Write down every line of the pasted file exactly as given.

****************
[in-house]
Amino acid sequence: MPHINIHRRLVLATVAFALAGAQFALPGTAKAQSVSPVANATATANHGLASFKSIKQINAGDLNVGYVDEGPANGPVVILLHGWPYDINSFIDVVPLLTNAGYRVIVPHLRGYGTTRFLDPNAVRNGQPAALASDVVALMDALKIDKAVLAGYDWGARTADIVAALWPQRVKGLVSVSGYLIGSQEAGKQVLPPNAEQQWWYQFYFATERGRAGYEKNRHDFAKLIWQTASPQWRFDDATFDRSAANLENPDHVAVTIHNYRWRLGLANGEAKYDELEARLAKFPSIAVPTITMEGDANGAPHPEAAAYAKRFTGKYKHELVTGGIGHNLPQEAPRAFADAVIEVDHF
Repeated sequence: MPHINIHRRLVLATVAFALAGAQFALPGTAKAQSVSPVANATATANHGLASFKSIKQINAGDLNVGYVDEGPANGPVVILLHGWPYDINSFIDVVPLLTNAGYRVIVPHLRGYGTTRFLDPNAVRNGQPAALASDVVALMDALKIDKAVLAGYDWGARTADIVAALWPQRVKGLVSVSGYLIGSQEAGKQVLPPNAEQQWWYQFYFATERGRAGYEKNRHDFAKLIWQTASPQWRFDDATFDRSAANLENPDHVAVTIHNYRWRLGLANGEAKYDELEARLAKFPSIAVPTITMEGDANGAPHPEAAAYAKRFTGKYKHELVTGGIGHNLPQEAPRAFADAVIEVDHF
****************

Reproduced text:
[in-house]
Amino acid sequence: MPHINIHRRLVLATVAFALAGAQFALPGTAKAQSVSPVANATATANHGLASFKSIKQINAGDLNVGYVDEGPANGPVVILLHGWPYDINSFIDVVPLLTNAGYRVIVPHLRGYGTTRFLDPNAVRNGQPAALASDVVALMDALKIDKAVLAGYDWGARTADIVAALWPQRVKGLVSVSGYLIGSQEAGKQVLPPNAEQQWWYQFYFATERGRAGYEKNRHDFAKLIWQTASPQWRFDDATFDRSAANLENPDHVAVTIHNYRWRLGLANGEAKYDELEARLAKFPSIAVPTITMEGDANGAPHPEAAAYAKRFTGKYKHELVTGGIGHNLPQEAPRAFADAVIEVDHF
Repeated sequence: MPHINIHRRLVLATVAFALAGAQFALPGTAKAQSVSPVANATATANHGLASFKSIKQINAGDLNVGYVDEGPANGPVVILLHGWPYDINSFIDVVPLLTNAGYRVIVPHLRGYGTTRFLDPNAVRNGQPAALASDVVALMDALKIDKAVLAGYDWGARTADIVAALWPQRVKGLVSVSGYLIGSQEAGKQVLPPNAEQQWWYQFYFATERGRAGYEKNRHDFAKLIWQTASPQWRFDDATFDRSAANLENPDHVAVTIHNYRWRLGLANGEAKYDELEARLAKFPSIAVPTITMEGDANGAPHPEAAAYAKRFTGKYKHELVTGGIGHNLPQEAPRAFADAVIEVDHF